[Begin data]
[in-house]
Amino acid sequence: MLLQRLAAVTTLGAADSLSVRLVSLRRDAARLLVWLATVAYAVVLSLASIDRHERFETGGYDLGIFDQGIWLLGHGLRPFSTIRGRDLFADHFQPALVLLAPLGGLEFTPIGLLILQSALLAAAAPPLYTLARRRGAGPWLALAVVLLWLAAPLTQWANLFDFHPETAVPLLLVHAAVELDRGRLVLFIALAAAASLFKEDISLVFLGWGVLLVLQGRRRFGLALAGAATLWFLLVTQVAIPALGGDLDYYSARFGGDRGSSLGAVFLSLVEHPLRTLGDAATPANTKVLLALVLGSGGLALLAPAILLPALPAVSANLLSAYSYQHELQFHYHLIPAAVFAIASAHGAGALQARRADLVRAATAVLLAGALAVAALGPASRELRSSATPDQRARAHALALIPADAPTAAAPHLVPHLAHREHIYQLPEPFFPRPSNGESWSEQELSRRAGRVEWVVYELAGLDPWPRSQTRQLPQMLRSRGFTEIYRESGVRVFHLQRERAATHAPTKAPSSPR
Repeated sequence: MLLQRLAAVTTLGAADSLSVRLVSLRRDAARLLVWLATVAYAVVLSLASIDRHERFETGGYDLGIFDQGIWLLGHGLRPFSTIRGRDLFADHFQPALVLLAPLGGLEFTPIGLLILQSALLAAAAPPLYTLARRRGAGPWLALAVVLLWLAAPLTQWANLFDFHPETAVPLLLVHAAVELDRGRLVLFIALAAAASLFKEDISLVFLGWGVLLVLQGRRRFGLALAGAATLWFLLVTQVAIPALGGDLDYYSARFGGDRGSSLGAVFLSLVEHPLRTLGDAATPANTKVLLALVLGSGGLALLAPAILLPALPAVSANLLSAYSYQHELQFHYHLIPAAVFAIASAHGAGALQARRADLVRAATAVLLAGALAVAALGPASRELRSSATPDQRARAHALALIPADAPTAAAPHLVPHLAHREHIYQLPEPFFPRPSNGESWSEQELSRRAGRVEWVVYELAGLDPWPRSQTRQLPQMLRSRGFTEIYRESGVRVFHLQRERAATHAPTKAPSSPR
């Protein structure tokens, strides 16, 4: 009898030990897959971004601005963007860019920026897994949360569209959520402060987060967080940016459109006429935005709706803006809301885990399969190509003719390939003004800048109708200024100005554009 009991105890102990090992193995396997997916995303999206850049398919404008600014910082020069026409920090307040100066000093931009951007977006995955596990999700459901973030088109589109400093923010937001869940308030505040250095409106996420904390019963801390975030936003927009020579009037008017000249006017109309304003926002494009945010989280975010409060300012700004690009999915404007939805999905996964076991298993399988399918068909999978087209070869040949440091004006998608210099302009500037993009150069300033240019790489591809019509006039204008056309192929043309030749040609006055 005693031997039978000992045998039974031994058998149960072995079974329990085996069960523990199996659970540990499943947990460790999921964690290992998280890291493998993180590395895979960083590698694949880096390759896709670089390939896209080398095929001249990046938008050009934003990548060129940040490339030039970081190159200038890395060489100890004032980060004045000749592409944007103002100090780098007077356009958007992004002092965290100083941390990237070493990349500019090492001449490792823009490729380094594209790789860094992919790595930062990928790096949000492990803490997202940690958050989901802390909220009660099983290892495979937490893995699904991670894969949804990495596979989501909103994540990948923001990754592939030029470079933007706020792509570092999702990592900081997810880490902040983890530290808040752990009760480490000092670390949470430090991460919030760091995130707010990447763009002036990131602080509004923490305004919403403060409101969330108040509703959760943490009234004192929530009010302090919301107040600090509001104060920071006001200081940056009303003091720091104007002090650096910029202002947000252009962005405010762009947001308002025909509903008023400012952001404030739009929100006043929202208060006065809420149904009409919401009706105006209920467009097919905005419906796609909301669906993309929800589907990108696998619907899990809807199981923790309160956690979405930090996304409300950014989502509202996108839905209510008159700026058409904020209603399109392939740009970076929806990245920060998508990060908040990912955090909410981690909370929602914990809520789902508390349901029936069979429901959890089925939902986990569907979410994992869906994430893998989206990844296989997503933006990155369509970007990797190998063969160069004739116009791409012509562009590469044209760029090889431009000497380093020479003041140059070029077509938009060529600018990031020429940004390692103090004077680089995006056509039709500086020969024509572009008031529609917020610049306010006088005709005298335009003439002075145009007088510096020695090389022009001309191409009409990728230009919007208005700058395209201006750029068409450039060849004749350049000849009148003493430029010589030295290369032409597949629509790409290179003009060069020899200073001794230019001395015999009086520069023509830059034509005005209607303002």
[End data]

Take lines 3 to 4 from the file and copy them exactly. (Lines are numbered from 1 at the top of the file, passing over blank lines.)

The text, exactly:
Repeated sequence: MLLQRLAAVTTLGAADSLSVRLVSLRRDAARLLVWLATVAYAVVLSLASIDRHERFETGGYDLGIFDQGIWLLGHGLRPFSTIRGRDLFADHFQPALVLLAPLGGLEFTPIGLLILQSALLAAAAPPLYTLARRRGAGPWLALAVVLLWLAAPLTQWANLFDFHPETAVPLLLVHAAVELDRGRLVLFIALAAAASLFKEDISLVFLGWGVLLVLQGRRRFGLALAGAATLWFLLVTQVAIPALGGDLDYYSARFGGDRGSSLGAVFLSLVEHPLRTLGDAATPANTKVLLALVLGSGGLALLAPAILLPALPAVSANLLSAYSYQHELQFHYHLIPAAVFAIASAHGAGALQARRADLVRAATAVLLAGALAVAALGPASRELRSSATPDQRARAHALALIPADAPTAAAPHLVPHLAHREHIYQLPEPFFPRPSNGESWSEQELSRRAGRVEWVVYELAGLDPWPRSQTRQLPQMLRSRGFTEIYRESGVRVFHLQRERAATHAPTKAPSSPR
């Protein structure tokens, strides 16, 4: 009898030990897959971004601005963007860019920026897994949360569209959520402060987060967080940016459109006429935005709706803006809301885990399969190509003719390939003004800048109708200024100005554009 009991105890102990090992193995396997997916995303999206850049398919404008600014910082020069026409920090307040100066000093931009951007977006995955596990999700459901973030088109589109400093923010937001869940308030505040250095409106996420904390019963801390975030936003927009020579009037008017000249006017109309304003926002494009945010989280975010409060300012700004690009999915404007939805999905996964076991298993399988399918068909999978087209070869040949440091004006998608210099302009500037993009150069300033240019790489591809019509006039204008056309192929043309030749040609006055 005693031997039978000992045998039974031994058998149960072995079974329990085996069960523990199996659970540990499943947990460790999921964690290992998280890291493998993180590395895979960083590698694949880096390759896709670089390939896209080398095929001249990046938008050009934003990548060129940040490339030039970081190159200038890395060489100890004032980060004045000749592409944007103002100090780098007077356009958007992004002092965290100083941390990237070493990349500019090492001449490792823009490729380094594209790789860094992919790595930062990928790096949000492990803490997202940690958050989901802390909220009660099983290892495979937490893995699904991670894969949804990495596979989501909103994540990948923001990754592939030029470079933007706020792509570092999702990592900081997810880490902040983890530290808040752990009760480490000092670390949470430090991460919030760091995130707010990447763009002036990131602080509004923490305004919403403060409101969330108040509703959760943490009234004192929530009010302090919301107040600090509001104060920071006001200081940056009303003091720091104007002090650096910029202002947000252009962005405010762009947001308002025909509903008023400012952001404030739009929100006043929202208060006065809420149904009409919401009706105006209920467009097919905005419906796609909301669906993309929800589907990108696998619907899990809807199981923790309160956690979405930090996304409300950014989502509202996108839905209510008159700026058409904020209603399109392939740009970076929806990245920060998508990060908040990912955090909410981690909370929602914990809520789902508390349901029936069979429901959890089925939902986990569907979410994992869906994430893998989206990844296989997503933006990155369509970007990797190998063969160069004739116009791409012509562009590469044209760029090889431009000497380093020479003041140059070029077509938009060529600018990031020429940004390692103090004077680089995006056509039709500086020969024509572009008031529609917020610049306010006088005709005298335009003439002075145009007088510096020695090389022009001309191409009409990728230009919007208005700058395209201006750029068409450039060849004749350049000849009148003493430029010589030295290369032409597949629509790409290179003009060069020899200073001794230019001395015999009086520069023509830059034509005005209607303002």